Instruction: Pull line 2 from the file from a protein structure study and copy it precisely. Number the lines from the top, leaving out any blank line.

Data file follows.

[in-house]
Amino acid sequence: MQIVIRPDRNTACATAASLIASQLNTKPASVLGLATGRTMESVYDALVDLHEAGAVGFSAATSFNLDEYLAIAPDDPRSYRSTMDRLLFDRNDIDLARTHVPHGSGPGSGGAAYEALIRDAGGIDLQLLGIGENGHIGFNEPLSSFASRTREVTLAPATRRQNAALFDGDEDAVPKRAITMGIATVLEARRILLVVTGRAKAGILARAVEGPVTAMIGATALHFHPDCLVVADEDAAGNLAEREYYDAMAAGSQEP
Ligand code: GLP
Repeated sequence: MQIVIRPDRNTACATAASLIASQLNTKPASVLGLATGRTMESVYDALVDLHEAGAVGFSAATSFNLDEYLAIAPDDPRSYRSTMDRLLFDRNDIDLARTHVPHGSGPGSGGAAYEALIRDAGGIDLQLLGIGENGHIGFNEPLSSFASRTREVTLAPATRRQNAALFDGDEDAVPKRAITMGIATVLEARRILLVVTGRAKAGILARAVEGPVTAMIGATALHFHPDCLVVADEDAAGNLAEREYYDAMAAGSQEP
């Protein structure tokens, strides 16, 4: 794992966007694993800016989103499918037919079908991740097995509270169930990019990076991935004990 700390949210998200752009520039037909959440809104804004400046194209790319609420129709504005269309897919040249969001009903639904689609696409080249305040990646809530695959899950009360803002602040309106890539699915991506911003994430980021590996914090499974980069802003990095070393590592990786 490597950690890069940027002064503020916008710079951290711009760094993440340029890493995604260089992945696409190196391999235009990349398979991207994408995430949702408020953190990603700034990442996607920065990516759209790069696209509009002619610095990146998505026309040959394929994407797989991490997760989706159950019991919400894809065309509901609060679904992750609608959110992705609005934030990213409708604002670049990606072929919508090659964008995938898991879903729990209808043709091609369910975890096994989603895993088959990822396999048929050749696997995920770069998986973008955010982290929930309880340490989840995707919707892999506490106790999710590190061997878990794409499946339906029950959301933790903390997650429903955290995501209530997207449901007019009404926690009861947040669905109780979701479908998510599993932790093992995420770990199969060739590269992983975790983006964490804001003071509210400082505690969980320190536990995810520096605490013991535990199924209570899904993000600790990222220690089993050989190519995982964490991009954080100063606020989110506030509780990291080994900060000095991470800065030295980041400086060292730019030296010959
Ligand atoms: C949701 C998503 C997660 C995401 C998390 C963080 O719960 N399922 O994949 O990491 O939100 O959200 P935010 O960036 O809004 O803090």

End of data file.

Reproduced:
Amino acid sequence: MQIVIRPDRNTACATAASLIASQLNTKPASVLGLATGRTMESVYDALVDLHEAGAVGFSAATSFNLDEYLAIAPDDPRSYRSTMDRLLFDRNDIDLARTHVPHGSGPGSGGAAYEALIRDAGGIDLQLLGIGENGHIGFNEPLSSFASRTREVTLAPATRRQNAALFDGDEDAVPKRAITMGIATVLEARRILLVVTGRAKAGILARAVEGPVTAMIGATALHFHPDCLVVADEDAAGNLAEREYYDAMAAGSQEP